A plasma flat panel TV's screen consists of an emissive, self-lighting grid of phosphorescent, gas-filled cells that are stimulated to glow a desired color, while an LCD TV's screen consists of a transmissive, externally-lighted matrix of liquid crystals, rod-shaped molecules that open or close like shutters to selectively allow light to pass through red, green and blue color filters. Plasma TVs produce a better image in low- or moderately-lit rooms, while LCD TVs produce a better image in well-lit rooms.
The cells in a plasma screen are filled with gases such as xenon or neon that are electrically stimulated by tiny electrodes, causing the cells to glow in a manner similar to neon lights. These stimulated cells emanate light at various angles, as opposed to the shutter-like liquid-crystals in an LCD screen, which direct more of the light transmitted through them in a frontward direction. For this reason plasma TVs provide crisper and sharper images when viewed from different angles and are often more well-suited for large rooms with scattered seating.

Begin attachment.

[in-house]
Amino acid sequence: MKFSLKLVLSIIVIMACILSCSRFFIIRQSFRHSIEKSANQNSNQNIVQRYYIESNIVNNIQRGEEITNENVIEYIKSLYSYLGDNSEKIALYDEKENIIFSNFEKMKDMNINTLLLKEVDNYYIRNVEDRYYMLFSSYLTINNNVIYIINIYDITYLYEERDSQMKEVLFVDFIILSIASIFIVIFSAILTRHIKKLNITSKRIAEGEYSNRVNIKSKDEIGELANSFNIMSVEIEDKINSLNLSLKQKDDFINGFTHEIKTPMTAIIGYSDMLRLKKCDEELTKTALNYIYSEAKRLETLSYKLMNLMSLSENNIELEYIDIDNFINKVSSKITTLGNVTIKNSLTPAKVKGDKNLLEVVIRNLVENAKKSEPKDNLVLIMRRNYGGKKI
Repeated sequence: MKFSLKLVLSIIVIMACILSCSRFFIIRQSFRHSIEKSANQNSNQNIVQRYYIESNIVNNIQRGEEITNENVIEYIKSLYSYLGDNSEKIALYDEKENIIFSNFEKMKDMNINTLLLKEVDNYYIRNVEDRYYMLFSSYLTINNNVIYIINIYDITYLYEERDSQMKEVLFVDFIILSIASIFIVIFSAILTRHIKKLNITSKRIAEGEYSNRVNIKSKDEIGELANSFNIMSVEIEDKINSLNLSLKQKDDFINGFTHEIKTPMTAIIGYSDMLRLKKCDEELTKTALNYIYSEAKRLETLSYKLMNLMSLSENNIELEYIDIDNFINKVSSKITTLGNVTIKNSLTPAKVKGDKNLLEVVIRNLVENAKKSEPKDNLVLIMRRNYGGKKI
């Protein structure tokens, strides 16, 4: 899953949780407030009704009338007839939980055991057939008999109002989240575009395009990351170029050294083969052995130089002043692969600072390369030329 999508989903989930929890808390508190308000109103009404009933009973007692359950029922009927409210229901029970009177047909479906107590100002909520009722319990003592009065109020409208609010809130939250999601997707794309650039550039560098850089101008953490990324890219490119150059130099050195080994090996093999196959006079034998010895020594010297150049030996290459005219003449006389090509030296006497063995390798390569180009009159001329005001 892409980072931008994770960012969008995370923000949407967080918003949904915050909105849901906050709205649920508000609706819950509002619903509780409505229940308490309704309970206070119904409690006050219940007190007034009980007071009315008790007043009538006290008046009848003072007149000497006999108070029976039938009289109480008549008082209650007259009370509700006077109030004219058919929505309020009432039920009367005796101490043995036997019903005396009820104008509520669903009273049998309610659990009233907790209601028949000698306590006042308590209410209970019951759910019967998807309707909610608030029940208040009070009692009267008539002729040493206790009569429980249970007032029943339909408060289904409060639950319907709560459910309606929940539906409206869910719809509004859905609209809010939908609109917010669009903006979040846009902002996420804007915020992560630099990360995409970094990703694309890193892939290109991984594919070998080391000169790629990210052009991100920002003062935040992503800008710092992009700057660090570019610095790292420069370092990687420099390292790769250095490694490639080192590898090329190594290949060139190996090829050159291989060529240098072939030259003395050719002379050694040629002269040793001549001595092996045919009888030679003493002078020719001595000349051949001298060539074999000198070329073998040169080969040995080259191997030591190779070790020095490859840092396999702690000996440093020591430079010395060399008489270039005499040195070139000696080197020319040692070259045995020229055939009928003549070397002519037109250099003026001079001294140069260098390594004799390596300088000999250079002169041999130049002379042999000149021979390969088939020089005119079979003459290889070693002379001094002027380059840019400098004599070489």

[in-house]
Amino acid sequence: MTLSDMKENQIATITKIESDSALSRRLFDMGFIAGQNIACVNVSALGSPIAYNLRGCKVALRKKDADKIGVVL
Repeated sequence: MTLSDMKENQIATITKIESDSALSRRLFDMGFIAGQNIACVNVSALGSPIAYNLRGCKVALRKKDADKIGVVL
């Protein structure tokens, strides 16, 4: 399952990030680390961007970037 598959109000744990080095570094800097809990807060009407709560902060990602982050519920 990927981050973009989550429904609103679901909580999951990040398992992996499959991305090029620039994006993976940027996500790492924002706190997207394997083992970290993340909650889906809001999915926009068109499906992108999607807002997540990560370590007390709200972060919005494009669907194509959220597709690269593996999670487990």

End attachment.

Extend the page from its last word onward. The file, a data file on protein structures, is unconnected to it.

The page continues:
Plasma TVs are also a better choice for people who desire the smoothest motion during rapid movement on the screen, as when viewing sports programming or playing videogames. LCD TVs resist glare, providing a better picture in well-lit rooms. They consume less power and are typically thinner and lighter than plasma TVs.